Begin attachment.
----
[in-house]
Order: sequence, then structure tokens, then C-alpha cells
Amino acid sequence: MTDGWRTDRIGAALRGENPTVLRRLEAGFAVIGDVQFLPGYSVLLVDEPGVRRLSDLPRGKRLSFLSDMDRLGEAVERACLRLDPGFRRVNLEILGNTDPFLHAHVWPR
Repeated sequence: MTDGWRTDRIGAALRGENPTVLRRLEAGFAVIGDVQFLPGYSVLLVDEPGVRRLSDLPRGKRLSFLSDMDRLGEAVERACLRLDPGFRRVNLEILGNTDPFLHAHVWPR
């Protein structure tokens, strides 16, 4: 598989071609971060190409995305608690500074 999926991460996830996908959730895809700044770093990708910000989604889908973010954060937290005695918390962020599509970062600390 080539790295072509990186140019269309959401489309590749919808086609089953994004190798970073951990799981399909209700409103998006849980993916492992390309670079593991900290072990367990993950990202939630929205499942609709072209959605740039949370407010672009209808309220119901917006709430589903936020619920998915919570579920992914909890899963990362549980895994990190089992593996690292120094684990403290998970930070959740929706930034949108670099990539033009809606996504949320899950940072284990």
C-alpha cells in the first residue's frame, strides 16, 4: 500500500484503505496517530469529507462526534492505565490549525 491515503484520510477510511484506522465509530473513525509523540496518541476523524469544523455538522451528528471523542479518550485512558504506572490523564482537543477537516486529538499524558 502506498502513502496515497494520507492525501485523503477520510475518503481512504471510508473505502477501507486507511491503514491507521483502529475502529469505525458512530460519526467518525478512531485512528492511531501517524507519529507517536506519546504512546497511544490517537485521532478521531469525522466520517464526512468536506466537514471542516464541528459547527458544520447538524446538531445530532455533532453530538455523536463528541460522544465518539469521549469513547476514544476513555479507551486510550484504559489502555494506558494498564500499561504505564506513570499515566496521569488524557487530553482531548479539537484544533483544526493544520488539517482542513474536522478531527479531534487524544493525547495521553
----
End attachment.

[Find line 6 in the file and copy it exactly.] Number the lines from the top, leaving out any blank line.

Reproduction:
C-alpha cells in the first residue's frame, strides 16, 4: 500500500484503505496517530469529507462526534492505565490549525 491515503484520510477510511484506522465509530473513525509523540496518541476523524469544523455538522451528528471523542479518550485512558504506572490523564482537543477537516486529538499524558 502506498502513502496515497494520507492525501485523503477520510475518503481512504471510508473505502477501507486507511491503514491507521483502529475502529469505525458512530460519526467518525478512531485512528492511531501517524507519529507517536506519546504512546497511544490517537485521532478521531469525522466520517464526512468536506466537514471542516464541528459547527458544520447538524446538531445530532455533532453530538455523536463528541460522544465518539469521549469513547476514544476513555479507551486510550484504559489502555494506558494498564500499561504505564506513570499515566496521569488524557487530553482531548479539537484544533483544526493544520488539517482542513474536522478531527479531534487524544493525547495521553